Page 1

Mental Health Matters


Fall 2016

The Mind Body Connection The Value of Integrated Care Meet some of our mental health providers dedicated to integrated care

The Emotional Side of Pregnancy


During the past decade, healthcare professionals and organizations have begun to recognize the value of addressing their patients’ physical and mental health needs in one location. Many family medicine offices now offer therapy and/or medication management with a professional counselor, psychiatric nurse practitioner or even a psychiatrist. Specialty practices are also making it easier for their patients to receive mental health treatment in the same place that they receive cancer, cardiac or other specialty care.

the Value of

Integrated Care Patient benefits from this integration include accessibility, convenience, compliance and better outcomes as discussed by five Centra providers in the next few pages. (click on the provider’s photo for more information)


Mental Health Matters

The mind/body connection The brain and body have a significant and important connection. The body sends the brain signals in order to influence decision making and the brain sends the body signals to respond. When a person experiences a stressor, it is a natural and normal response for the parasympathetic nervous system to get triggered. When this happens, the heart beats faster and breathing becomes more shallow and rapid. Adrenaline and cortisol are released in the brain, and the body prepares to give a response such as to run away (flight), fight or freeze. These responses are meant to protect us and to keep us alive. Interestingly, there are medical conditions that create similar body responses such as heart

Bailey Evans Licensed Professional Counselor Bridges Treatment Center


rate increase and rapid and shallow breathing. It is not unusual for the brain to become confused by these symptoms and create a low level of anxiety for a person. As the body works to communicate its experience to the brain, the brain is also working to make sense of the body’s experience. For example, when a person receives a diagnosis of a chronic, serious, and possible terminal disease, such as multiple sclerosis or cancer, it is well documented that there is a high correlation of signs and symptoms of anxiety and depression. This reaction may be due in part to the activation of the cycle of grief. Ultimately, one must grieve the loss of the future they believed they would have, the way their body would function, and come to some acceptance of his or her situation. Seeking help for the emotional distress associated with chronic illness is crucial to healing the body and the mind.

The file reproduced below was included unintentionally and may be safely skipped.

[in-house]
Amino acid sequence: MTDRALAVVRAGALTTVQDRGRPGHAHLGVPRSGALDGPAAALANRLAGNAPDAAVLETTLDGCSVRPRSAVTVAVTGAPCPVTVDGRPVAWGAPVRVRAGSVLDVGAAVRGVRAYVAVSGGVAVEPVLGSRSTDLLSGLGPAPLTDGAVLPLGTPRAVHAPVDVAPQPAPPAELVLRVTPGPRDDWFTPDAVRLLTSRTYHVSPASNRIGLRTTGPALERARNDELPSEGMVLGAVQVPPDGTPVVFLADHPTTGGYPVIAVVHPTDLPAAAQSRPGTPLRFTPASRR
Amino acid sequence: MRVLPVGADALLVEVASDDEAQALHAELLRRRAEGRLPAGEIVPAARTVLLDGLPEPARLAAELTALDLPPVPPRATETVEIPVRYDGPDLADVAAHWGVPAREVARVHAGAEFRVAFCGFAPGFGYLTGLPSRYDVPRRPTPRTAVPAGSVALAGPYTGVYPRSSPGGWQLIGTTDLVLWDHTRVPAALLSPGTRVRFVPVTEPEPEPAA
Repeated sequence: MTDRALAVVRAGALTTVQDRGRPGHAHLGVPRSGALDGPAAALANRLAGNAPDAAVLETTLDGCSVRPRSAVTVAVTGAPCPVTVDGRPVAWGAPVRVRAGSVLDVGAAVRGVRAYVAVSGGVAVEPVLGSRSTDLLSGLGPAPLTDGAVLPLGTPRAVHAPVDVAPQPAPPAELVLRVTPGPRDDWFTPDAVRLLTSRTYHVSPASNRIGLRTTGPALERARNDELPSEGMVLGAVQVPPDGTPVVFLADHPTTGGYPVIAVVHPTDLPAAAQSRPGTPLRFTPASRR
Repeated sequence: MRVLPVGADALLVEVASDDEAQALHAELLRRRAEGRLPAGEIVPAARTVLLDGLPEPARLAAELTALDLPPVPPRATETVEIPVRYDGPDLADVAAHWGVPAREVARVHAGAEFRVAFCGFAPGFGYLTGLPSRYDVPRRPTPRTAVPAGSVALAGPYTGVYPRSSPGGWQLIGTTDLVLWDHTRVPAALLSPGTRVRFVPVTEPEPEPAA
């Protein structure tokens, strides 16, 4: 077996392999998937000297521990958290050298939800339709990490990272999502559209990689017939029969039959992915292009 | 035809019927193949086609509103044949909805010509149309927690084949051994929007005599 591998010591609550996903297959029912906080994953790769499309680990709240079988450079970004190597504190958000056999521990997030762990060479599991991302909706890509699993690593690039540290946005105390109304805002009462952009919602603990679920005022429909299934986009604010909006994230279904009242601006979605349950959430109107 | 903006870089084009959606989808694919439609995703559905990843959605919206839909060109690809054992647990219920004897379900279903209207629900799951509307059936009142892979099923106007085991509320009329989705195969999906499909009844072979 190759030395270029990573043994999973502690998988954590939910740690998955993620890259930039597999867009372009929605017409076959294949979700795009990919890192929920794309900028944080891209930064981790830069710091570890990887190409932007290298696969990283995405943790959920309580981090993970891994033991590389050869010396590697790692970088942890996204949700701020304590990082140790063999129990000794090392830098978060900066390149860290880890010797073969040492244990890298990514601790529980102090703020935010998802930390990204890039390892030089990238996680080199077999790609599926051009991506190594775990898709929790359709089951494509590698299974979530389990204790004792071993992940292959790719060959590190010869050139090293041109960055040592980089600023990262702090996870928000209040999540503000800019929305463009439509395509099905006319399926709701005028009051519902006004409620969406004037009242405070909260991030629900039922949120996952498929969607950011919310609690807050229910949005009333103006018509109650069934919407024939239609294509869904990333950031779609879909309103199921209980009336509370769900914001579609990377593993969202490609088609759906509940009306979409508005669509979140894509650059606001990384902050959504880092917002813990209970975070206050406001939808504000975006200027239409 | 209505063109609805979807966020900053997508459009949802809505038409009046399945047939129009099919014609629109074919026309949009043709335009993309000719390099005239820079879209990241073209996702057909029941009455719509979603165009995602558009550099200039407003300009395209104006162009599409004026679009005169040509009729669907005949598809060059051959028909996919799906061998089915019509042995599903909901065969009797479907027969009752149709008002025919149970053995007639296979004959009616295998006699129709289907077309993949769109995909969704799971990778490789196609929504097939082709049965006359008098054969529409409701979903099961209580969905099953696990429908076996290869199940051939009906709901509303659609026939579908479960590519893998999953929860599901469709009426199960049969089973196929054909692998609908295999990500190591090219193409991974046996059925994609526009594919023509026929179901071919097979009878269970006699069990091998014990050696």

Mental Heallth Matters


IntegratedCare Michele Donoghue Certified Family Nurse Practitioner Centra Farmville Medical Center In my eight years as a primary care provider, I have found that patients in rural areas in need of mental health evaluation and treatment see their primary care provider first. In my practice, I often hear “why do I feel this way?” Or more troubling, “I know I need help, but I cannot find anyone who knows how to help me.” I see a comparable number of patients for mental health issues as I do for diabetes. Mental instability has a significant impact on every aspect of a patient’s health and well-being, so it is im-


perative to integrate mental health care into the primary care setting. This integration can help promote adherence to mental health treatment by mitigating the negative effects of social stigma associated with mental illness. It is crucial that primary care provid-

Maria Almond, MD Adult Psychiatrist CMGroup Piedmont Psychiatric Center at Farmville Medical Center When I was opening my psychiatric practice two years ago, I learned that a new primary care center under Centra leadership was in the works. I knew right away that I wanted to be there working with primary care providers whose patients often present with mental health issues. Being embedded in the center allows me to be part of the primary care team. It automatically signals to our patients that we are practicing whole person medicine—mind and body. For our patients, this means that mental health care is just a step away in a familiar place. We begin to decrease stigma when we treat mental health disease just like any other illness.


Mental Health Matters

ers, like myself, collaborate with mental health providers to promote optimal outcomes for our patients.


Chelsea St. Clair Licensed Clinical Social Worker CMGroup Piedmont Psychiatric Center Centra Stroobants Cardiovascular Center Research has shown that immediate access to mental health services in outpatient clinics significantly reduc-


es symptoms of anxiety and depression. As a provider for Centra Medical Group Piedmont Psychiatric Center, I am on site full-time at Centra Stroobants Heart Center and available for consultation with the heart specialists throughout the day. I also provide outpatient therapy in

Lakshman Gandham, MD Psychiatrist CMG Piedmont Psychiatric Center

the same location when needed. The goal is to improve overall quality of life for our patients.

Last year, I began providing psychiatric evaluations for individuals who would potentially undergo bariatric surgery for weight reduction. Obesity is a medical condition that has multifactorial etiology. In some patients, emotional


and psychological factors play a major role in behavioral patterns around their eating habits and distorted perceptions about food. My role is to assess individuals at the Centra Weight Loss Clinic for any underlying mental health/emotional issues that can impact their ability to progress and follow through with lifestyle changes. I also assess whether substance use disorder may be a factor. I provide assessments two days a week with feedback sent to the treatment team. I also participate in team meetings to provide input about how best to help patients with psychological issues. My involvement with bariatric patients has helped me learn about their challenges and the various ways to deal with weight issues. This knowledge benefits my psychiatric patients because I now know when to refer them to nutrition education or other programs focused on weight control.